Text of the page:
Once exploring and organizing outcomes into potential topics; I searched for read alouds and looked for other resources- like printable mini books && ideas for invitations that compliment these topics.  Then I also created a sample inquiry plan for each topic containing these resources.  These inquiry plans can be easily adapted as needed and will be a great starting point for planning throughout the year.

Here is a sample inquiry plan I created for the mentioned outcomes.

photomothernature-inquiry

mother-nature-plantsanimals_investigation

I put the inquiry topics into a tentative order; however, these long range plans are meant to be a “living” arrangement that reflect the students interests, interpretations and curiosities – so although I see the topic of “traditions and celebrations” fitting well in December when we discuss a variety of winter celebrations, if my students are drawn to study Thanksgiving and Halloween celebrations in October, if they are pretending “birthday parties” in the home centre, or if they are sharing experiences about Powwows in the summer – then I may need to demonstrate flexibility and creativity!  However, if they aren’t yet asking those questions or sharing their insights about “traditions and celebrations” then I will be prepared to guide them into those areas of learning in December as outlined.

@mstinyteacher

 

 

 

CHANGE;; a timely topic

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I have been enthusiastically reflecting  on CHANGE- the newest topic of the #saskedchat Summer Blogging Challenge.

When I think of change I equate it with opportunity.

This has been a year of great opportunity for me. I entered this year as a grade 1-2 teacher in a local community school, which wasn’t a different assignment for me, but I believe one of the many things I appreciate about our profession is that there is always opportunity and change with each new class of students, and really each new day.  We create routines, consistency, structure && safety in our classrooms yet encounter infinite possibilities for choice, change, and of course learning.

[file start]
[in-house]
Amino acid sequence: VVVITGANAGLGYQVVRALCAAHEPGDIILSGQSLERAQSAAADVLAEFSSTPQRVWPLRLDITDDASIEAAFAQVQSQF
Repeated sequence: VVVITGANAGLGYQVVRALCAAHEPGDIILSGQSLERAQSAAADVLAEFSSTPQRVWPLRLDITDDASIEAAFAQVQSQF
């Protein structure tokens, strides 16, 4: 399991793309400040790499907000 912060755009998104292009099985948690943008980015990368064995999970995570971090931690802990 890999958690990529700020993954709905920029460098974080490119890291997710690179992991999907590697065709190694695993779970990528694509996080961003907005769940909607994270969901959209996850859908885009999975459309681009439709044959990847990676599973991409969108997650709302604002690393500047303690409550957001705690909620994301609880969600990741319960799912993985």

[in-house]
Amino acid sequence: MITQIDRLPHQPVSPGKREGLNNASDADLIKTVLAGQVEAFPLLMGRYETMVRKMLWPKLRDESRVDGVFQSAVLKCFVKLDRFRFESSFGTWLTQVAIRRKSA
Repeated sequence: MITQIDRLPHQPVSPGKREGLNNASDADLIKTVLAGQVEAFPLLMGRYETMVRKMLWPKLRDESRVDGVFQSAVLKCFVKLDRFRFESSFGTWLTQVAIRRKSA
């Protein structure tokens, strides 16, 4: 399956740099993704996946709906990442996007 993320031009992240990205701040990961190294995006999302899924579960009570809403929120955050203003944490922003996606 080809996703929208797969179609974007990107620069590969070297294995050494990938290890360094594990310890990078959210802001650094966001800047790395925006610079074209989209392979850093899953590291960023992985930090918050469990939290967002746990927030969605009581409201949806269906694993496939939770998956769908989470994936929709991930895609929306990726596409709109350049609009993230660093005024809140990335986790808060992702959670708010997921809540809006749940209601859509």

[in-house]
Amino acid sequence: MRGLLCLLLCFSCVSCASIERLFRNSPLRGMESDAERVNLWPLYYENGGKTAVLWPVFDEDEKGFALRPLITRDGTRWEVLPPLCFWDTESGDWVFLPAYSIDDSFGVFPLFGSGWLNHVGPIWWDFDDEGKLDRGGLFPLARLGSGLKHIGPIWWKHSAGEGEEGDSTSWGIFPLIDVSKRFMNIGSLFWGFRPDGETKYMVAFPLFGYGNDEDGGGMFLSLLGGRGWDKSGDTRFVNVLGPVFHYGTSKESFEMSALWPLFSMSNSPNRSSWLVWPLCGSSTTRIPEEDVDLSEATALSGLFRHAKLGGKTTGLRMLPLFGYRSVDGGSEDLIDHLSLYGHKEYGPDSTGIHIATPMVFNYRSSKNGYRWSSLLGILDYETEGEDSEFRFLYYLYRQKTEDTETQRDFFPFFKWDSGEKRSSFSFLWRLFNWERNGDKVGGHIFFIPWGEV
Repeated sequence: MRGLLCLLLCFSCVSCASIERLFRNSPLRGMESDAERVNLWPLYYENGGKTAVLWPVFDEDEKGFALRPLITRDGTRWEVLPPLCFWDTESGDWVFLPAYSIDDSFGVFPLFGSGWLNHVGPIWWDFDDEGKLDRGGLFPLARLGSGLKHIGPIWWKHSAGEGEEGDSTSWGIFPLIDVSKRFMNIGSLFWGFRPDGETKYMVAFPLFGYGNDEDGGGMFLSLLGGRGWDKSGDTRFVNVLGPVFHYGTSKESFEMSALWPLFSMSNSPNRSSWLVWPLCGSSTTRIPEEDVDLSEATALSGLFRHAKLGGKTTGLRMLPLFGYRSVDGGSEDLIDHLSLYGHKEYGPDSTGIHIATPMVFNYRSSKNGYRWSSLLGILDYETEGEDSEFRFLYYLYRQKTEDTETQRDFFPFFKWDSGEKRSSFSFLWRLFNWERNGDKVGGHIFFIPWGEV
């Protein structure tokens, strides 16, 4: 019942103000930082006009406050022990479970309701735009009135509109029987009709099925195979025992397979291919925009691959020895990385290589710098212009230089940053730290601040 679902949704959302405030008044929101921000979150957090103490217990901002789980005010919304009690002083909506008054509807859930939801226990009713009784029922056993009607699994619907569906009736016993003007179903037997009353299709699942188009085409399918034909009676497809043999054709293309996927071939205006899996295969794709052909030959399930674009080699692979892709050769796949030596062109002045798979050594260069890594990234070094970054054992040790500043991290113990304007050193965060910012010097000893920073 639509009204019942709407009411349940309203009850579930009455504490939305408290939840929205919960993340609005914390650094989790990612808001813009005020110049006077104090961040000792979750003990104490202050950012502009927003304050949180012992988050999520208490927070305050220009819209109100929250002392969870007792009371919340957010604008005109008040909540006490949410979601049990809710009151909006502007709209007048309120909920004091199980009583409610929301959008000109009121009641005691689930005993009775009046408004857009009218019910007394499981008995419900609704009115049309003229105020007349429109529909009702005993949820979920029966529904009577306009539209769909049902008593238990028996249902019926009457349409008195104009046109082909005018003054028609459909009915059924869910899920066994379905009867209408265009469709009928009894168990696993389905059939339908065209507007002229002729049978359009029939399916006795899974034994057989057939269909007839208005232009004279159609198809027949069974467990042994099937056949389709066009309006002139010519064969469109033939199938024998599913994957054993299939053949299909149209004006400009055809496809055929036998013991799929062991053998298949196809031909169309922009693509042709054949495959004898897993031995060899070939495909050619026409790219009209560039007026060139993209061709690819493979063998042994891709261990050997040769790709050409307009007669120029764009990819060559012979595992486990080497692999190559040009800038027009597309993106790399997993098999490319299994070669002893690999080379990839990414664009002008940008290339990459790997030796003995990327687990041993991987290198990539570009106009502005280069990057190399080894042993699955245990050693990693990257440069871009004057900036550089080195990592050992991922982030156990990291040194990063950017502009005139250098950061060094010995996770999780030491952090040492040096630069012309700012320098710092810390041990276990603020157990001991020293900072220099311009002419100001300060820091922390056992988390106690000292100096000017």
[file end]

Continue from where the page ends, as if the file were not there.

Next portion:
As role models of life long learning we must continue to stretch ourselves in our personal lives, and in our practice and pedagogy.

This year, I made a shift, or change, as I decided to focus more on inquiry and extending play-based learning from Kindergarten to Grades 1 && 2.  Implementing “Discovery Time”- scheduling large blocks of time for student-centred investigations, cooperative play and projects, && community excursions- meant changes for my classroom environment, planning && in some ways my perspective on learning and assessment.

From very early in the year my students were able to demonstrate interdependence in their play-based learning, which allowed me to focus on small group instruction- an area of balanced instruction that I was able to develop.

This year I was also presented the opportunity to become our schools Math Coach && to participate in different mentoring roles within my school division.  In turn, the majority of my professional growth has been in the area of math instruction and assessment && as a collaborator and catalyst.

Then enormous changes happened for me at the end of this school year…

I applied for a Kindergarten position!

At a new school!

&& I got it!

So it has been a summer of changing schools & classrooms, exploring a new curriculum, and all the other experiences that come with;
And these changes will mean an autumn of acquainting myself with a new staff, new school community, new students, and all the other experiences that come with…

I am excited.

Change can mean many things- mixed emotions, stress, work, challenges, experiences, it can mean altering roles and relationships, and it impacts all areas of life-
It can be different, a shift, it can lead to learning and growth- && opportunity.

@mstinyteacher

BuiLD YouR WiLD SeLf

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This morning I created my own avatar for this blog using Build Your Wild Self from New York Zoos and Aquarium & the Wildlife Conservation Society.

It is a website where you can create your own character using different human/animal body parts.  Then you can send these creations in an email or print them.

mstinyteacher-buildyourwildself

The website also provides a name and description of the Wild-You you just created, telling facts about the animals parts you selected.

I am thinking that this would be a fun activity to use when learning All About Me to create unique digital self portraits.  Also, when studying animals, there is the opportunity for generating great questions about various adaptations. 

Let me know if you have used this before with your students, or if you have any other ideas for how you might use this in the classroom.

@mstinyteacher

#saskedchat Blogging Challenge

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This challenge couldn’t have come at a better time.
I created this blog about a month ago and have yet to write my first post.

BUT now.  I present to you:

Week One (Why I Blog) && Week Two (Support)

I am very excited to share ideas and experiences. I want to connect with others && honour my learning as a professional.  I feel that blogging will increase my interdependence – building && contributing to a professional learning network.

@mstinyteacher